Review: Jack Foley
FOLLOWING the release of Kylies super-seductive Slow,
I had high hopes for the album, given that the debut track seemed
to tap expertly into the sexual electricity currently surrounding
the Aussie stunner.
Sadly, however, the rest of the album fails to carry the same
charge, emerging as a compilation of tracks which quickly sound
repetitive, and not bold enough to distance itself from the mainstream
that has brought her most success.
Slow seemed to suggest a new direction for her, something
which hinted at being more risqué (courtesy of another
fine video), and a little more mature, given the added emphasis
that was placed upon her voice (not usually associated with being
quite that striking).
It was also a hopelessly addictive track to boot, one which could
pose as a soundtrack to any romantic night in, while also working
just as effectively as a dancefloor filler, with its silky smooth
electronic vibe a neat diversion from the la, la, la
breeziness of her previous long-player.
Sadly, the same sound hinders the rest of the album, which attempts
to gain mileage out of fusing the two, while too many of the beats
fail to capture the imagination for any truly discerning listener.
Kylies voice, too, seems too sweet, at times, trying to
recall an air of French chic reserved for the likes of Air, or
Saint Etienne, without really sounding too convincing; or even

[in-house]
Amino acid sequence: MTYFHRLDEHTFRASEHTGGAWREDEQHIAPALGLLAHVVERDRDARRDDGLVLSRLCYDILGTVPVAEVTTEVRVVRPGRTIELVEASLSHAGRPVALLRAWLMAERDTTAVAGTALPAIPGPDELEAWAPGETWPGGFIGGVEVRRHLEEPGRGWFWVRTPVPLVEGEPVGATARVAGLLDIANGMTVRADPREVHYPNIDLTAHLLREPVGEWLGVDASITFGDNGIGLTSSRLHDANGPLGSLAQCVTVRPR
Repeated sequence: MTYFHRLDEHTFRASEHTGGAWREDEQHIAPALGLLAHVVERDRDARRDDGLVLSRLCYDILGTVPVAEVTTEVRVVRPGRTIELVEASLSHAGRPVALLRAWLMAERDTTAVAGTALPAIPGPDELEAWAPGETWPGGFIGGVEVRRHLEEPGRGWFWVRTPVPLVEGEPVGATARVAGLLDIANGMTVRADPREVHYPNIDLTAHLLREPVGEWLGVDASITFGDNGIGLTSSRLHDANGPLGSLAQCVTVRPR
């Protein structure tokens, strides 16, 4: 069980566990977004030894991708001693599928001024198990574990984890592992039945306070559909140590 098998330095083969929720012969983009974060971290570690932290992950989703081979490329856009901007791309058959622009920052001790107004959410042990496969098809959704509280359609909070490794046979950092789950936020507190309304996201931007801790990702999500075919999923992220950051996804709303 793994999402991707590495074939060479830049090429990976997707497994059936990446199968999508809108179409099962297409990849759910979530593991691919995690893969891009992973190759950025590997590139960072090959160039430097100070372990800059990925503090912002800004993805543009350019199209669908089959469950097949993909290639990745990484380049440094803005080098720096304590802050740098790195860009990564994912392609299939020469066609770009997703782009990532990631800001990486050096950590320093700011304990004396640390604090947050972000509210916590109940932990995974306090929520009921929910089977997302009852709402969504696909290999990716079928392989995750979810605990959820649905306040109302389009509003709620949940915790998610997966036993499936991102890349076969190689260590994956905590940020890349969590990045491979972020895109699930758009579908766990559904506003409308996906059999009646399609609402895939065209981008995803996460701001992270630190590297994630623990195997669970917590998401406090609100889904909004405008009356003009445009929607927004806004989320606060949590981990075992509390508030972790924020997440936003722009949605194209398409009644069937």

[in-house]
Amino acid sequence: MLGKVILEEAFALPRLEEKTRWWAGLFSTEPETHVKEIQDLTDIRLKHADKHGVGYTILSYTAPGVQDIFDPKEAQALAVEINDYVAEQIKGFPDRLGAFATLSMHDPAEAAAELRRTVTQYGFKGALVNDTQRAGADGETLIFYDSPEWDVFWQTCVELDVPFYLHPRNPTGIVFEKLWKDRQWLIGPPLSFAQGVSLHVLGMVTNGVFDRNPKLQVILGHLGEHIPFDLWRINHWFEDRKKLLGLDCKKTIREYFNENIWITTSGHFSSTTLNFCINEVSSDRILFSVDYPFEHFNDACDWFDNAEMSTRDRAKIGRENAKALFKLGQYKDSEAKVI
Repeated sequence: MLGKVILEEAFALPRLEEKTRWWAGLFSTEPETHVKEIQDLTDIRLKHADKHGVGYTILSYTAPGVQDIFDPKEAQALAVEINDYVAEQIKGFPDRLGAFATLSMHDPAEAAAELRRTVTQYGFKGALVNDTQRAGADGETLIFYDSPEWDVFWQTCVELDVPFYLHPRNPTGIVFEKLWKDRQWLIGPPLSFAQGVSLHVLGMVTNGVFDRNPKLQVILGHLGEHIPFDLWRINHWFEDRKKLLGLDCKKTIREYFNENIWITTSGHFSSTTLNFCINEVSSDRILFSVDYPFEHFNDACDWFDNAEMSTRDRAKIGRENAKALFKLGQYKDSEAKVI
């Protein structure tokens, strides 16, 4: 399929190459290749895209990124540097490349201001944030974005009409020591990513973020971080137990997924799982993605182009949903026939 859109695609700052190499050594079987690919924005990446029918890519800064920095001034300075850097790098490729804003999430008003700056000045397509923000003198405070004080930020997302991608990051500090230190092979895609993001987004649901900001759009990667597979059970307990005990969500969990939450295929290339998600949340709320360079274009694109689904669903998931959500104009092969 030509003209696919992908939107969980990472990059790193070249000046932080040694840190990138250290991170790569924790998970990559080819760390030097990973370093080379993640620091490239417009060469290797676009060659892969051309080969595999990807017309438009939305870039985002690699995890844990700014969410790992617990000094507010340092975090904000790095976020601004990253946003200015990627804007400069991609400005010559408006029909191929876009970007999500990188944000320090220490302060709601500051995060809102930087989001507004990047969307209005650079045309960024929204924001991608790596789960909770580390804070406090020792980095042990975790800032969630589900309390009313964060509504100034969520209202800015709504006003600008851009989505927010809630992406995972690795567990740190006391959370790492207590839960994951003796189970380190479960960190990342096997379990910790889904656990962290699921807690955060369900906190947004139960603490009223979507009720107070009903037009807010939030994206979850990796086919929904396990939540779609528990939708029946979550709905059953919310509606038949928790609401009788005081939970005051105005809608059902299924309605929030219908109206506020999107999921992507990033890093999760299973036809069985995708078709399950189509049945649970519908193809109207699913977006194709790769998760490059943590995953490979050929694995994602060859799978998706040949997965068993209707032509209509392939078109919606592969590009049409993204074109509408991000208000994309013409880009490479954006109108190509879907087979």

Prince, in his heyday.
The filthy word that is pop continues to rear its ugly head,
undermining any worthy intent that Kylie may have had (or did
she?). Was Slow, perhaps, an attempt to see how far she
could push her boundaries, while using the rest of the album as
a buffer zone between the two.
Kylie is clever enough, and durable enough, to know what works,
and to experiment, but her last attempt to break away from the
mainstream, with 1998s eponymous effort, met with limited
success, and sparked a barren period for her.
Yet when she is good, Kylie can be so much more effective. Slow
is by no means the only good track on the album, but there simply
arent enough to make it worth recommending to anyone other
than a die-hard fan.
Chocolate, for instance, slows things down a little, and
ups the ante, sexually, while also evoking memories of the start
of Smoke Citys Underwater Love; while Obsession
is another slinky number designed to accentuate the allure of
the singer. It is during moments such as these that her voice
really carries the effect of a woman whispering, up-close, in
your ear, and when it is easy to become seduced.
Loving Days, too, works to similar effect, while keeping
things suitably lively.
But too many of the electronic stuff sounds bland and repetitive
and, especially during the early stages, the album struggles to
hold any sort of interest, barring that of looking endlessly at
the cover and imagining more of her videos.
A missed opportunity, then.
2. Still Standing
3. Secret (Take You Home)
5. Sweet Music
6. Red Blooded Woman
9. I Feel For You
11. Loving Days
12. After Dark